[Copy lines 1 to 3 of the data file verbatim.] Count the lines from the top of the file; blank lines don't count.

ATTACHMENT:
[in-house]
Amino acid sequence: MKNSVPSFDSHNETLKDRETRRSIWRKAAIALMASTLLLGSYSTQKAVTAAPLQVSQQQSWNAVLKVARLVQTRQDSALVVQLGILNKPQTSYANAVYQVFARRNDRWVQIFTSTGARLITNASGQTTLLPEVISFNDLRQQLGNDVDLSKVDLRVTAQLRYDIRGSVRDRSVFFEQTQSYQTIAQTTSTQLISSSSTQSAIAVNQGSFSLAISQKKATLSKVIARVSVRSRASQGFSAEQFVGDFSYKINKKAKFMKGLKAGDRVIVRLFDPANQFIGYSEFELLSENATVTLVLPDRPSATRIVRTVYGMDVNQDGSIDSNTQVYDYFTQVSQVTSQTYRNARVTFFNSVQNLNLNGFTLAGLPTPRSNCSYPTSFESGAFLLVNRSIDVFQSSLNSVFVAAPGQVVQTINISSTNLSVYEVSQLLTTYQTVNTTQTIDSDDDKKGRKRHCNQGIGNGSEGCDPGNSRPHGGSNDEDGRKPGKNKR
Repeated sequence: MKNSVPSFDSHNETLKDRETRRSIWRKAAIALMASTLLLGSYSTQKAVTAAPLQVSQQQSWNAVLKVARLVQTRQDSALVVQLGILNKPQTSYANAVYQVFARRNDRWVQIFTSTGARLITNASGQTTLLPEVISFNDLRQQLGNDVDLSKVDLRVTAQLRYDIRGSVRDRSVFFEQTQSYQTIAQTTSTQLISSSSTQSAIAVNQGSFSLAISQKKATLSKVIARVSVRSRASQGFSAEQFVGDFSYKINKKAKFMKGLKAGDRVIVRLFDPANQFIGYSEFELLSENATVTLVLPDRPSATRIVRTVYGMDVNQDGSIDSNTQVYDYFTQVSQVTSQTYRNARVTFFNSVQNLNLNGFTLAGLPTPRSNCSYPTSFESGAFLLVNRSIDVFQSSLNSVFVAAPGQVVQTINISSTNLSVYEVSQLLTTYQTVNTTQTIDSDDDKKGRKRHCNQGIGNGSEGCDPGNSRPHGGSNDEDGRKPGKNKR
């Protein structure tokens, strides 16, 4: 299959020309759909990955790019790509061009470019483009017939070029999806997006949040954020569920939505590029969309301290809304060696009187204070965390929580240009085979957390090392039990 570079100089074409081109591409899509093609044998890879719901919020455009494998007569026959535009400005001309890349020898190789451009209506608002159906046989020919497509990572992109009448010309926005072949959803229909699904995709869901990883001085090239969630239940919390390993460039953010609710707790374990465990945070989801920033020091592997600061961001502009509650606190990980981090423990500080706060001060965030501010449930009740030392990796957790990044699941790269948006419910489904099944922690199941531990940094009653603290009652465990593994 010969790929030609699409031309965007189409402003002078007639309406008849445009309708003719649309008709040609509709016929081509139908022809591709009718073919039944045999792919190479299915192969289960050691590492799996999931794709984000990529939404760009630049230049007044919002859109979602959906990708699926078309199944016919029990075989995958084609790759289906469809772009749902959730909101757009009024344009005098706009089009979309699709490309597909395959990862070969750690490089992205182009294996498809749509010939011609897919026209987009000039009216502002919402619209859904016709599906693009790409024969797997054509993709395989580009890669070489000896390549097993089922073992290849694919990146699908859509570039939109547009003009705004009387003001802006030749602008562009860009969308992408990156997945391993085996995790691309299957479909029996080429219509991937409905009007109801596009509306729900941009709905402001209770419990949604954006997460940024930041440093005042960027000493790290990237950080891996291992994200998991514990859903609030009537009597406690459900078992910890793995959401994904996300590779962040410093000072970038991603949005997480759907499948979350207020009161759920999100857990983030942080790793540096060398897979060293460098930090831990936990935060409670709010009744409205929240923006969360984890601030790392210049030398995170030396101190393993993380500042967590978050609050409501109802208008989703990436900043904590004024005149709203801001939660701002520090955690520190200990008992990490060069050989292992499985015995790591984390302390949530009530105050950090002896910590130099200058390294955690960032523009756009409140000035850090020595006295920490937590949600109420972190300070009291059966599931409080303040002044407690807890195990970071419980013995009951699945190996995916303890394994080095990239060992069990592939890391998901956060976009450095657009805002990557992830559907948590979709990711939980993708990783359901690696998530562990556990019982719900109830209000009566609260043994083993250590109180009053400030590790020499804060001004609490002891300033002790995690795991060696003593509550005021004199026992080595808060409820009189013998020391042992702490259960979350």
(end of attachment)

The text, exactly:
[in-house]
Amino acid sequence: MKNSVPSFDSHNETLKDRETRRSIWRKAAIALMASTLLLGSYSTQKAVTAAPLQVSQQQSWNAVLKVARLVQTRQDSALVVQLGILNKPQTSYANAVYQVFARRNDRWVQIFTSTGARLITNASGQTTLLPEVISFNDLRQQLGNDVDLSKVDLRVTAQLRYDIRGSVRDRSVFFEQTQSYQTIAQTTSTQLISSSSTQSAIAVNQGSFSLAISQKKATLSKVIARVSVRSRASQGFSAEQFVGDFSYKINKKAKFMKGLKAGDRVIVRLFDPANQFIGYSEFELLSENATVTLVLPDRPSATRIVRTVYGMDVNQDGSIDSNTQVYDYFTQVSQVTSQTYRNARVTFFNSVQNLNLNGFTLAGLPTPRSNCSYPTSFESGAFLLVNRSIDVFQSSLNSVFVAAPGQVVQTINISSTNLSVYEVSQLLTTYQTVNTTQTIDSDDDKKGRKRHCNQGIGNGSEGCDPGNSRPHGGSNDEDGRKPGKNKR
Repeated sequence: MKNSVPSFDSHNETLKDRETRRSIWRKAAIALMASTLLLGSYSTQKAVTAAPLQVSQQQSWNAVLKVARLVQTRQDSALVVQLGILNKPQTSYANAVYQVFARRNDRWVQIFTSTGARLITNASGQTTLLPEVISFNDLRQQLGNDVDLSKVDLRVTAQLRYDIRGSVRDRSVFFEQTQSYQTIAQTTSTQLISSSSTQSAIAVNQGSFSLAISQKKATLSKVIARVSVRSRASQGFSAEQFVGDFSYKINKKAKFMKGLKAGDRVIVRLFDPANQFIGYSEFELLSENATVTLVLPDRPSATRIVRTVYGMDVNQDGSIDSNTQVYDYFTQVSQVTSQTYRNARVTFFNSVQNLNLNGFTLAGLPTPRSNCSYPTSFESGAFLLVNRSIDVFQSSLNSVFVAAPGQVVQTINISSTNLSVYEVSQLLTTYQTVNTTQTIDSDDDKKGRKRHCNQGIGNGSEGCDPGNSRPHGGSNDEDGRKPGKNKR